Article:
Inevitably, some of the philosophical ‘core of the original’ has been lost in the film version. However, this may be because the ‘canons of narrative art’, in Tolkien’s own words, while certainly not ‘wholly different’ in a different medium, are identifiably different. For one thing, the film medium has more trouble dealing with distorted time sequences than does prose fiction. Film makers can easily cut from one scene to another, and Jackson often does so with strikingly contrastive effects. The implication, though, is always that the different scenes (more of them, shorter, much more broken up) are happening at more or less the same time. Simply by having chapter and book divisions, with all the familiar devices of chapter-tides and fresh-page starts, a novelist like Tolkien can in effect say to his reader, ‘I am now taking you back to where I left off with this group of characters’. One result is that the reader is much more aware of what he or she knows, from another plot-strand, that the characters in the plot-strand being narrated do not know, with obvious resultant effects of irony or reassurance. This is a major difference between the two versions we now have of The Lord of the Rings. Does it matter? Jackson may not have been able to cope with all the ramifications of Tolkien on Providence, but then few if any readers do. It is very difficult to say whether some part of Tolkien’s intention gets through even to careless or less-comprehending readers: he would have hoped so, but there is no guarantee that he was correct. And meanwhile Jackson has certainly succeeded in conveying much of the more obvious parts of Tolkien’s narrative core, many of them quite strikingly alien to Hollywood normality – the difference between Prime and Subsidiary Action, the differing styles of heroism, the need for pity as well as courage, the vulnerability of the good, the true cost of evil. It was brave of him to stay with the sad, muted, ambiguous ending of the original, with all that it leaves unsaid. Perhaps the only person who could answer the question posed above – do the changes affect the nature of the entire work? – would be a person with an experience quite opposite to my own: someone who had seen the films, preferably several times over, and only then had read Tolkien’s original. It would be interesting to gather from such a person a list of ‘things I hadn’t realised before’, as also ‘things Tolkien left out’. Perhaps the most heartening thing one can say is that there will certainly now be many millions of people in exactly that position, new readers facing a new experience, and finding once again Tolkien’s road to Middle-earth.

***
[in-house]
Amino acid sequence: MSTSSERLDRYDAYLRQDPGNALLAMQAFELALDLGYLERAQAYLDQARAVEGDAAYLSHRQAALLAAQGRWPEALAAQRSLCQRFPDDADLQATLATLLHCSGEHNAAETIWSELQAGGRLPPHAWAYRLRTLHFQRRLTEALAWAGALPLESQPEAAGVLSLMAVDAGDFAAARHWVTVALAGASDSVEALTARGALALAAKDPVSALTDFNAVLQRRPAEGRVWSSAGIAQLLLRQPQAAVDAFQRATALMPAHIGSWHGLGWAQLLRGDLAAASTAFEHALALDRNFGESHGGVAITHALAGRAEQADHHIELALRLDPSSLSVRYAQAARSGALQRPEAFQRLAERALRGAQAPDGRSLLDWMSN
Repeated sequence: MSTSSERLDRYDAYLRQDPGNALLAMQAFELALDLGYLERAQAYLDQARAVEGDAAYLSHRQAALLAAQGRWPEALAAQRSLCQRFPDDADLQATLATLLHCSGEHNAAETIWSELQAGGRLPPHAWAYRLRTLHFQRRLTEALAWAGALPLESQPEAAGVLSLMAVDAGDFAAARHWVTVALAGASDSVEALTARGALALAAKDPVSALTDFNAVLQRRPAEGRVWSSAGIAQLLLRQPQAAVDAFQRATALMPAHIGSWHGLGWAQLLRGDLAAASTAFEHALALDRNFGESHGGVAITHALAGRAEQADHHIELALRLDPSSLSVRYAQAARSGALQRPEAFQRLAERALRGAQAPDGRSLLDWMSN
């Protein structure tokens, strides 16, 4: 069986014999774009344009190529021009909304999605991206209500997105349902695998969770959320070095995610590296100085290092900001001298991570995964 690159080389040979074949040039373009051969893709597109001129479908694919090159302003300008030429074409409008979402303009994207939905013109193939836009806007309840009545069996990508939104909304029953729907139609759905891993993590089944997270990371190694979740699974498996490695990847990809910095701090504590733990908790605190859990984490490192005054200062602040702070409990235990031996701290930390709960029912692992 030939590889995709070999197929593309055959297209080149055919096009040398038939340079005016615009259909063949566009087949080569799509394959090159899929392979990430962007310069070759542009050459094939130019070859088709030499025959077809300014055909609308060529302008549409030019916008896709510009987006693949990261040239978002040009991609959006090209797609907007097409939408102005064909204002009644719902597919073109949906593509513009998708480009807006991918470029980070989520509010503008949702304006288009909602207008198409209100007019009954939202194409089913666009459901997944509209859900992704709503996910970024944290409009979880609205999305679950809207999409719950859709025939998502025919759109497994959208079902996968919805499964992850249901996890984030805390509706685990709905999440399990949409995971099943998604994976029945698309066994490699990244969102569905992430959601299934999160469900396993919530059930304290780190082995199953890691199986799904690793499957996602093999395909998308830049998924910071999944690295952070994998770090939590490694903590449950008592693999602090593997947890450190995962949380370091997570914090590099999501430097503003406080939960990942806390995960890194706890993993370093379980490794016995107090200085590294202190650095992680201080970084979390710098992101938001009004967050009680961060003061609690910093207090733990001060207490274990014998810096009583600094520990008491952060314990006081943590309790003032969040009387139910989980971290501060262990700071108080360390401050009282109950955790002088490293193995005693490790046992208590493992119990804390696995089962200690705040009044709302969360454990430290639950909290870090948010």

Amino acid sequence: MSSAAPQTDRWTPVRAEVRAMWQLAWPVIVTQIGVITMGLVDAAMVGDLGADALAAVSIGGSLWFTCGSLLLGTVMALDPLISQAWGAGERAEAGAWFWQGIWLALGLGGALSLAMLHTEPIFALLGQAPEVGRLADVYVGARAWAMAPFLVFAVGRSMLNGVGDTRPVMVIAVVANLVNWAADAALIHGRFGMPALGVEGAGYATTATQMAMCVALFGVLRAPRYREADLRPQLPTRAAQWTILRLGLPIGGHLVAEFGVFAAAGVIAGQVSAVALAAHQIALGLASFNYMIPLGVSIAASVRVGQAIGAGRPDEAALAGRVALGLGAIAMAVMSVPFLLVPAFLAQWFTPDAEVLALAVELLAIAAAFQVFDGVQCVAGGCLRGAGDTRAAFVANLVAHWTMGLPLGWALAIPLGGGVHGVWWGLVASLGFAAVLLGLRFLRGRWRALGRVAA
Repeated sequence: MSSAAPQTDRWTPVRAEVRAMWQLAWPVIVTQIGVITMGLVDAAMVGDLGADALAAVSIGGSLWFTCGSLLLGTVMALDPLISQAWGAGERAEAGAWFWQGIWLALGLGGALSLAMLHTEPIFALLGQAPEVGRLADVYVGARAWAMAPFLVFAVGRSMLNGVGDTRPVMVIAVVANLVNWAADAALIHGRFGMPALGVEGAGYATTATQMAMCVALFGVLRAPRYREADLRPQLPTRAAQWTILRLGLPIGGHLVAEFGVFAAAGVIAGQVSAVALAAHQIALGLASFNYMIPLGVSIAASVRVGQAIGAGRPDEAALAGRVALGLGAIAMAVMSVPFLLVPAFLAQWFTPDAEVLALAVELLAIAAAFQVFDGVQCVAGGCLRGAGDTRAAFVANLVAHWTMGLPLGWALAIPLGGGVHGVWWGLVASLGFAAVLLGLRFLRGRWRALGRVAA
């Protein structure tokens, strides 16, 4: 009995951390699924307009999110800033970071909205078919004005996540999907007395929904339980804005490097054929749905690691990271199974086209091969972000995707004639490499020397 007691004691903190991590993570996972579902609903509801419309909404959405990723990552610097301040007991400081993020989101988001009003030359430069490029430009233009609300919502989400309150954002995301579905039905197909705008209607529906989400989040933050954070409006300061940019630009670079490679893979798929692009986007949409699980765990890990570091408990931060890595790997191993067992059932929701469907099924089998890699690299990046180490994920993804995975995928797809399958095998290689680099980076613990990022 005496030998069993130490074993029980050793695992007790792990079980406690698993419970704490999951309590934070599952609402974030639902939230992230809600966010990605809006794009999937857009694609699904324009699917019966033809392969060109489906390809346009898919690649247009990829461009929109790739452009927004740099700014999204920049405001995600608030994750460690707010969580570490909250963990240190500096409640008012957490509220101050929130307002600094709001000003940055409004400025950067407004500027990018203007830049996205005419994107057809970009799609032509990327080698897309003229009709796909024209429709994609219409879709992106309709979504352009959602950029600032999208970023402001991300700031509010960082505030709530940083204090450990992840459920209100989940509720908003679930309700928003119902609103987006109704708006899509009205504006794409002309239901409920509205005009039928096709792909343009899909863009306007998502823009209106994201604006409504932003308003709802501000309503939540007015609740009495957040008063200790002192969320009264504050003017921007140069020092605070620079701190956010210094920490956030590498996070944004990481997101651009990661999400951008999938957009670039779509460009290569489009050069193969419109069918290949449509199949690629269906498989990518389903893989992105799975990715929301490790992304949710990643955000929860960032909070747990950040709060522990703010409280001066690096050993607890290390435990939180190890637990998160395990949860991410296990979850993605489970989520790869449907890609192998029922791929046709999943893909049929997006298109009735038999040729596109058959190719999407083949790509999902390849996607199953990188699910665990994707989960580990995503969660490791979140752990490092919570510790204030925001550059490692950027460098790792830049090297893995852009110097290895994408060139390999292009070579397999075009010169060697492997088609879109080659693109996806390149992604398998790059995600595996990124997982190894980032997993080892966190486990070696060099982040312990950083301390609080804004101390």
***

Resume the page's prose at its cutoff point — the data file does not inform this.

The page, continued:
One Response to “Another Road to Middle Earth”

  1. Calmgrove December 15, 2019 at 10:54 pm #

    Very enjoyable. I’m afraid I’m one of those who’s had multiple viewings — of films, DVDs and extended editions — but only after multiple readings of LOTR, roughly every ten years (though I’m rather overdue the current one) so I can’t advise you on your last point. However, the trilogy has always seemed like a new experience each reading so I may be able to expound on this sometime in 2020l